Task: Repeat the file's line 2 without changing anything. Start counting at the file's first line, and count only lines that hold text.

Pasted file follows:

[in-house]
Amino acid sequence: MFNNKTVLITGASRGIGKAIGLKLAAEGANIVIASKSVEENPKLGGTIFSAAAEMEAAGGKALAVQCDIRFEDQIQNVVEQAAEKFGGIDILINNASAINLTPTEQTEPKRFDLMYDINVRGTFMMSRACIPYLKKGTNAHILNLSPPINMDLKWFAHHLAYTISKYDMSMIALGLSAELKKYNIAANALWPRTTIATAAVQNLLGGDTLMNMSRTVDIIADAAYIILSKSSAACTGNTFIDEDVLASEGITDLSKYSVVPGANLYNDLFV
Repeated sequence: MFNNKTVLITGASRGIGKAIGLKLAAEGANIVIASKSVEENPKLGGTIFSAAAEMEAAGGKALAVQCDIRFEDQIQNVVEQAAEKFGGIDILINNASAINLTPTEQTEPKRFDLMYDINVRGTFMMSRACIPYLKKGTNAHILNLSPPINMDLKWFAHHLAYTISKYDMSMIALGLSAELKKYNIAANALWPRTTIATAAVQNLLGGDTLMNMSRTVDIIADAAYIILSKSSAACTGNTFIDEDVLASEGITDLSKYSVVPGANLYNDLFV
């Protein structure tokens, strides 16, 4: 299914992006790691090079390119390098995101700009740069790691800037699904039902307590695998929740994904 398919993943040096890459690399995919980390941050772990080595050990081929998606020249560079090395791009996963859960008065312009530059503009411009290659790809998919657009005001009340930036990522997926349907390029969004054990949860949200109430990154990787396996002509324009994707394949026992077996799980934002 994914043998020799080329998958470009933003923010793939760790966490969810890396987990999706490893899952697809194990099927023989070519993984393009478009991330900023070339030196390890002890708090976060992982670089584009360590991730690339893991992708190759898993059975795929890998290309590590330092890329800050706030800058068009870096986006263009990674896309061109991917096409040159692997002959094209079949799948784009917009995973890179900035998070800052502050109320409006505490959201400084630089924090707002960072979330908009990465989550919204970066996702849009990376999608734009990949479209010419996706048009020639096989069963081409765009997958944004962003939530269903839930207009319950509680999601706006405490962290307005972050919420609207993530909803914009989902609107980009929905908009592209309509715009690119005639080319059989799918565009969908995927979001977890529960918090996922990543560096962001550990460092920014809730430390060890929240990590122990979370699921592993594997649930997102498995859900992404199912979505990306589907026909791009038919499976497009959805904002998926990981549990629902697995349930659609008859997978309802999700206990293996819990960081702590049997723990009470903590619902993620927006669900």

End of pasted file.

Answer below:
Amino acid sequence: MFNNKTVLITGASRGIGKAIGLKLAAEGANIVIASKSVEENPKLGGTIFSAAAEMEAAGGKALAVQCDIRFEDQIQNVVEQAAEKFGGIDILINNASAINLTPTEQTEPKRFDLMYDINVRGTFMMSRACIPYLKKGTNAHILNLSPPINMDLKWFAHHLAYTISKYDMSMIALGLSAELKKYNIAANALWPRTTIATAAVQNLLGGDTLMNMSRTVDIIADAAYIILSKSSAACTGNTFIDEDVLASEGITDLSKYSVVPGANLYNDLFV